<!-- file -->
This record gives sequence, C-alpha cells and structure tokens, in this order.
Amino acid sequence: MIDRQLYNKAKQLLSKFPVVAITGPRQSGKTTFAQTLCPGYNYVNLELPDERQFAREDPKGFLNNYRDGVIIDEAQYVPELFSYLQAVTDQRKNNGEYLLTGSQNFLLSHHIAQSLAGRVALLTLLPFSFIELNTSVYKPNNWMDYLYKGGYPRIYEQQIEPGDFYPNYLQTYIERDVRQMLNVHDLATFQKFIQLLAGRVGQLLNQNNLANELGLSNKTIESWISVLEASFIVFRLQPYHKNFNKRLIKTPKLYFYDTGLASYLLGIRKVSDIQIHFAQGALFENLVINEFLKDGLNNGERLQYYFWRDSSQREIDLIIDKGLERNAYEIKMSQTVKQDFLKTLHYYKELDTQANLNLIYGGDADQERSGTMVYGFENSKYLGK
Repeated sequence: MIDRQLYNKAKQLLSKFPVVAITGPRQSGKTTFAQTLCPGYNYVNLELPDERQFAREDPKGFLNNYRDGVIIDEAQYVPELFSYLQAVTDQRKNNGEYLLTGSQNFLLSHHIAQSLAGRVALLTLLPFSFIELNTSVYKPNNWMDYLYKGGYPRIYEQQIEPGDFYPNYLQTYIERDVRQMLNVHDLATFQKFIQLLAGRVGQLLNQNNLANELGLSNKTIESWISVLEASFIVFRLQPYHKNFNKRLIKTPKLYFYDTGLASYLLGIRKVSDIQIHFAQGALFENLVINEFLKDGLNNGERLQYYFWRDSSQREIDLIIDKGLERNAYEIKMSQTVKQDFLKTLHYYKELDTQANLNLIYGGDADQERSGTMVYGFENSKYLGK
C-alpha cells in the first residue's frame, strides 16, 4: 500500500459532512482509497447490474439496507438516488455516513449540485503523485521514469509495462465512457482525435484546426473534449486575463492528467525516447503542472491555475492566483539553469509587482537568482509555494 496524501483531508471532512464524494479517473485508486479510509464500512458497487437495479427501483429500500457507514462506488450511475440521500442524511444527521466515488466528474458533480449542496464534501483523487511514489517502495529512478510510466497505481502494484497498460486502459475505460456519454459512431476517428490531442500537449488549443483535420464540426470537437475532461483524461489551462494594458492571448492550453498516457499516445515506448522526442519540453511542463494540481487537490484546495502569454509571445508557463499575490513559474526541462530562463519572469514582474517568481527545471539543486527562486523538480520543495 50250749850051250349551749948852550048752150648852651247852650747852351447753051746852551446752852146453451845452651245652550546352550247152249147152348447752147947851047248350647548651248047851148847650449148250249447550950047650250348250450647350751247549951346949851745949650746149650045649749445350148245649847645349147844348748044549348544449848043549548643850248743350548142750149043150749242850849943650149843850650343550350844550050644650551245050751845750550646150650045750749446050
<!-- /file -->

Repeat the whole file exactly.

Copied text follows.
This record gives sequence, C-alpha cells and structure tokens, in this order.
Amino acid sequence: MIDRQLYNKAKQLLSKFPVVAITGPRQSGKTTFAQTLCPGYNYVNLELPDERQFAREDPKGFLNNYRDGVIIDEAQYVPELFSYLQAVTDQRKNNGEYLLTGSQNFLLSHHIAQSLAGRVALLTLLPFSFIELNTSVYKPNNWMDYLYKGGYPRIYEQQIEPGDFYPNYLQTYIERDVRQMLNVHDLATFQKFIQLLAGRVGQLLNQNNLANELGLSNKTIESWISVLEASFIVFRLQPYHKNFNKRLIKTPKLYFYDTGLASYLLGIRKVSDIQIHFAQGALFENLVINEFLKDGLNNGERLQYYFWRDSSQREIDLIIDKGLERNAYEIKMSQTVKQDFLKTLHYYKELDTQANLNLIYGGDADQERSGTMVYGFENSKYLGK
Repeated sequence: MIDRQLYNKAKQLLSKFPVVAITGPRQSGKTTFAQTLCPGYNYVNLELPDERQFAREDPKGFLNNYRDGVIIDEAQYVPELFSYLQAVTDQRKNNGEYLLTGSQNFLLSHHIAQSLAGRVALLTLLPFSFIELNTSVYKPNNWMDYLYKGGYPRIYEQQIEPGDFYPNYLQTYIERDVRQMLNVHDLATFQKFIQLLAGRVGQLLNQNNLANELGLSNKTIESWISVLEASFIVFRLQPYHKNFNKRLIKTPKLYFYDTGLASYLLGIRKVSDIQIHFAQGALFENLVINEFLKDGLNNGERLQYYFWRDSSQREIDLIIDKGLERNAYEIKMSQTVKQDFLKTLHYYKELDTQANLNLIYGGDADQERSGTMVYGFENSKYLGK
C-alpha cells in the first residue's frame, strides 16, 4: 500500500459532512482509497447490474439496507438516488455516513449540485503523485521514469509495462465512457482525435484546426473534449486575463492528467525516447503542472491555475492566483539553469509587482537568482509555494 496524501483531508471532512464524494479517473485508486479510509464500512458497487437495479427501483429500500457507514462506488450511475440521500442524511444527521466515488466528474458533480449542496464534501483523487511514489517502495529512478510510466497505481502494484497498460486502459475505460456519454459512431476517428490531442500537449488549443483535420464540426470537437475532461483524461489551462494594458492571448492550453498516457499516445515506448522526442519540453511542463494540481487537490484546495502569454509571445508557463499575490513559474526541462530562463519572469514582474517568481527545471539543486527562486523538480520543495 50250749850051250349551749948852550048752150648852651247852650747852351447753051746852551446752852146453451845452651245652550546352550247152249147152348447752147947851047248350647548651248047851148847650449148250249447550950047650250348250450647350751247549951346949851745949650746149650045649749445350148245649847645349147844348748044549348544449848043549548643850248743350548142750149043150749242850849943650149843850650343550350844550050644650551245050751845750550646150650045750749446050